See also Doe v. Bolton supra; Klein v. Nassau County Medical Center, 347 F. Supp. 496 (E.D.N.Y.1972) app. pending, 410 U.S. 922, 93 S. Ct. 1361, 35 L. Ed. 2d 584 (1973). The court is persuaded that the reasoning in Hathaway is correct and applicable to a case such as this. There is no showing or allegation that any strain will be placed upon the hospital facilities or staff by a requirement that abortion services be provided. In any event, the Hospital administrators may not arbitrarily preclude abortions from the variety of services offered which require no greater expenditure of available facilities and/or skills.

The Supreme Court set out a succinct rule in Roe v. Wade, supra to apply to facts where questions involving abortion services are raised.

"(a) For the stage prior to approximately the end of the first trimester, the abortion decision and its effectuation must be left to the medical judgment of the pregnant woman's attending physician.
(b) For the stage subsequent to approximately the end of the first trimester, the State, in promoting its interest in the health of the mother, may, if it chooses, regulate the abortion procedure in ways that are reasonably related to maternal health.
(c) For the state subsequent to viability the State, in promoting its interest in the potentiality of human life, may, if it chooses, regulate, and even proscribe, abortion except where it is necessary, in appropriate medical judgment, for the preservation of the life or health of the mother." 410 U.S. at 164, 93 S. Ct. at 732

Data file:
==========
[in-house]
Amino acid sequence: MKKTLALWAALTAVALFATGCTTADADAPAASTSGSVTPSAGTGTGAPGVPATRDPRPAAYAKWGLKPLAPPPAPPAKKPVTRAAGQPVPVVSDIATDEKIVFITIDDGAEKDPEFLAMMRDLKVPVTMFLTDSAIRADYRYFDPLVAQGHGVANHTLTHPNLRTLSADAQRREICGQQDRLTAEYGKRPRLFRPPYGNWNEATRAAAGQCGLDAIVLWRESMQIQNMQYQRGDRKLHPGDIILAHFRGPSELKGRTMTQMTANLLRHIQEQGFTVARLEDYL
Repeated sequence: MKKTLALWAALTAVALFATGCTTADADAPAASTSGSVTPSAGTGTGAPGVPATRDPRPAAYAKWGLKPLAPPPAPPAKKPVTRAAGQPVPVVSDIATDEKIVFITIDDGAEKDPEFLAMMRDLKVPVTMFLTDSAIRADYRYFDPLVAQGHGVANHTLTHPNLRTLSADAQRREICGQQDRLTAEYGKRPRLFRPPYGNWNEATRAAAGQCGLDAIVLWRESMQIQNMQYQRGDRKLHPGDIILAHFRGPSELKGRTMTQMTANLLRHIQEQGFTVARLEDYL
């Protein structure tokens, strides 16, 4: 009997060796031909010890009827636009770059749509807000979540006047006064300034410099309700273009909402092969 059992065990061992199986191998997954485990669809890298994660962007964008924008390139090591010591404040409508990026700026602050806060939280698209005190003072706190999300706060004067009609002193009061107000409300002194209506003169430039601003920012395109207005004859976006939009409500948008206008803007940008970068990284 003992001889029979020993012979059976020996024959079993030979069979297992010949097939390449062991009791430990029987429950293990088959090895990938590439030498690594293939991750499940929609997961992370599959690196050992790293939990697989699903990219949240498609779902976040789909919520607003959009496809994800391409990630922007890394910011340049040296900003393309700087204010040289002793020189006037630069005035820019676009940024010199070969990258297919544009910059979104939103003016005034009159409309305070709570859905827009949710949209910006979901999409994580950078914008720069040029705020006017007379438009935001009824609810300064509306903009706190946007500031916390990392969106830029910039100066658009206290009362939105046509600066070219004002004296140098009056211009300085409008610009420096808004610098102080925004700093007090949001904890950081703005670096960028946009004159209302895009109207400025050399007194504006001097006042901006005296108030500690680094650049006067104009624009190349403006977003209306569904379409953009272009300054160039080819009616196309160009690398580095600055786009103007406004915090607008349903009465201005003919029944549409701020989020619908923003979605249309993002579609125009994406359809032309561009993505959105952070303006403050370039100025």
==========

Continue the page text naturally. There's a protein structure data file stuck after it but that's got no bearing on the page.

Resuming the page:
It seems to this court that Roe v. Wade leaves no room for exception or for equivocation. It's mandate is clear and explicit. There is nothing which could be added here to make it more clear or detailed. It seems unquestioned that the action of the Virginia Municipal Hospital Commission is "state" action within the meaning of 42 U.S.C. § 1983 and the case is thus distinguishable from that of a privately owned and operated hospital as in Doe and Sandmire v. Bellin Memorial Hospital, 479 F.2d 756 (7th Cir. 1973), relied on by defendants. Nor need the court here rely on the fact that the hospital receives some public funds. Following Wade and Bolton the Minnesota Supreme Court in State v. Hultgren, 295 Minn. 299, 204 N.W.2d 197 (1973), and State v. Hodgson, 295 Minn. 294, 204 N.W.2d 199 (1973), declared invalid the Minnesota anti-abortion statute, Minn.Stat. 617.18, and defendants thus cannot rely thereon in support of their position. Accordingly, and following the rule above, defendants are required and ordered to adopt policies and administrative procedures to facilitate those policies consistent with the rule set out above.